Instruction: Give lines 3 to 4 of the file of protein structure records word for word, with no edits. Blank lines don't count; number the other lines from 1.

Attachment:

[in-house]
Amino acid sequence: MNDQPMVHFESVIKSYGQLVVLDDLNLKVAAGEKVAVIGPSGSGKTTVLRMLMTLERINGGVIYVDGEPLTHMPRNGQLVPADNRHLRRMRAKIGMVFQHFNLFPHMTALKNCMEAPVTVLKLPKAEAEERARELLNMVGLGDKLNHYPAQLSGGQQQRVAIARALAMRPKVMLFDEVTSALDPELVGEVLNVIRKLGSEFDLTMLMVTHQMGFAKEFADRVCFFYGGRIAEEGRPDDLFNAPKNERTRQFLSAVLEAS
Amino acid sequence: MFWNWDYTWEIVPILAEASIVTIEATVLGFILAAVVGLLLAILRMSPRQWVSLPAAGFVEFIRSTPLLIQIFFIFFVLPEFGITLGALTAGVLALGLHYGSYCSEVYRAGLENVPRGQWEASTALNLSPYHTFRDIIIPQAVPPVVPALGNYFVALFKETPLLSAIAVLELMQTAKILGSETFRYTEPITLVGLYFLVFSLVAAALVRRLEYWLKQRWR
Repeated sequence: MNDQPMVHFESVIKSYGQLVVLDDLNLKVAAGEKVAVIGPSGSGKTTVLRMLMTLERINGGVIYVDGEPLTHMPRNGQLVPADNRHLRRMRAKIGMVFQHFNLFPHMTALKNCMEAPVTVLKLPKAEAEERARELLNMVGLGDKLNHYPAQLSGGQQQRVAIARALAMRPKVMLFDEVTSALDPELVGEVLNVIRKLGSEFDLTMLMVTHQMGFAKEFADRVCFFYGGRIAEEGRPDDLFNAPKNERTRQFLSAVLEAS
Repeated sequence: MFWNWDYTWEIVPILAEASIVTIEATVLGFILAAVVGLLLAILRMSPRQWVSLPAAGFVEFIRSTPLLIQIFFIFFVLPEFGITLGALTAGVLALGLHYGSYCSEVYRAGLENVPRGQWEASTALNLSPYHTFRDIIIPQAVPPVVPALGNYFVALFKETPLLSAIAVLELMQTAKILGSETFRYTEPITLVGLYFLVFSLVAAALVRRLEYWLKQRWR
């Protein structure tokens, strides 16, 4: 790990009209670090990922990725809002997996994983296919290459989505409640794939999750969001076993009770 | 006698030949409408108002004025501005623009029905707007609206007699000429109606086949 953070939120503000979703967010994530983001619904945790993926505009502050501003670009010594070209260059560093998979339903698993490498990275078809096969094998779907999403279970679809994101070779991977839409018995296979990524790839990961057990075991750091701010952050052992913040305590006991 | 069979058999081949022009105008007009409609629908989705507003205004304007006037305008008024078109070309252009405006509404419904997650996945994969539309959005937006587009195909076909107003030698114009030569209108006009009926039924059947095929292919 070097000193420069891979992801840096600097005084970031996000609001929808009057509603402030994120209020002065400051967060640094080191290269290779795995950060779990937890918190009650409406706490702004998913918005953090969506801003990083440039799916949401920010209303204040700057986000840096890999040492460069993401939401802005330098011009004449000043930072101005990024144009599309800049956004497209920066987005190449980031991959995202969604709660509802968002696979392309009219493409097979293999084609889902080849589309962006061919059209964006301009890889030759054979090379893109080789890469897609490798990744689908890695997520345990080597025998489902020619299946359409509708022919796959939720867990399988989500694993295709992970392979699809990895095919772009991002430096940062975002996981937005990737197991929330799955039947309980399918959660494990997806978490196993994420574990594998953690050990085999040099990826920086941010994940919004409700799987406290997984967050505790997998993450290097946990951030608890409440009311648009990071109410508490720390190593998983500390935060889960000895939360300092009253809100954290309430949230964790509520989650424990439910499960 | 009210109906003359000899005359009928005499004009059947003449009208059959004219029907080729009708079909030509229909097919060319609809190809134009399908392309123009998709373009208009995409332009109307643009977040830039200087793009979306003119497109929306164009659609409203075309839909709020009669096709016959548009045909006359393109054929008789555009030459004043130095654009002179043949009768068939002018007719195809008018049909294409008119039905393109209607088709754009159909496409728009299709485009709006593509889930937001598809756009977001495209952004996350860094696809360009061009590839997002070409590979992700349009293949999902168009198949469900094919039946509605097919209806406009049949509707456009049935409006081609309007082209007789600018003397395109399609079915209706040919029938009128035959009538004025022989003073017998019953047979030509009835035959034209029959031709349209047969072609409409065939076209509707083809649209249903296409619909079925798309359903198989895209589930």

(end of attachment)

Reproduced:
Amino acid sequence: MFWNWDYTWEIVPILAEASIVTIEATVLGFILAAVVGLLLAILRMSPRQWVSLPAAGFVEFIRSTPLLIQIFFIFFVLPEFGITLGALTAGVLALGLHYGSYCSEVYRAGLENVPRGQWEASTALNLSPYHTFRDIIIPQAVPPVVPALGNYFVALFKETPLLSAIAVLELMQTAKILGSETFRYTEPITLVGLYFLVFSLVAAALVRRLEYWLKQRWR
Repeated sequence: MNDQPMVHFESVIKSYGQLVVLDDLNLKVAAGEKVAVIGPSGSGKTTVLRMLMTLERINGGVIYVDGEPLTHMPRNGQLVPADNRHLRRMRAKIGMVFQHFNLFPHMTALKNCMEAPVTVLKLPKAEAEERARELLNMVGLGDKLNHYPAQLSGGQQQRVAIARALAMRPKVMLFDEVTSALDPELVGEVLNVIRKLGSEFDLTMLMVTHQMGFAKEFADRVCFFYGGRIAEEGRPDDLFNAPKNERTRQFLSAVLEAS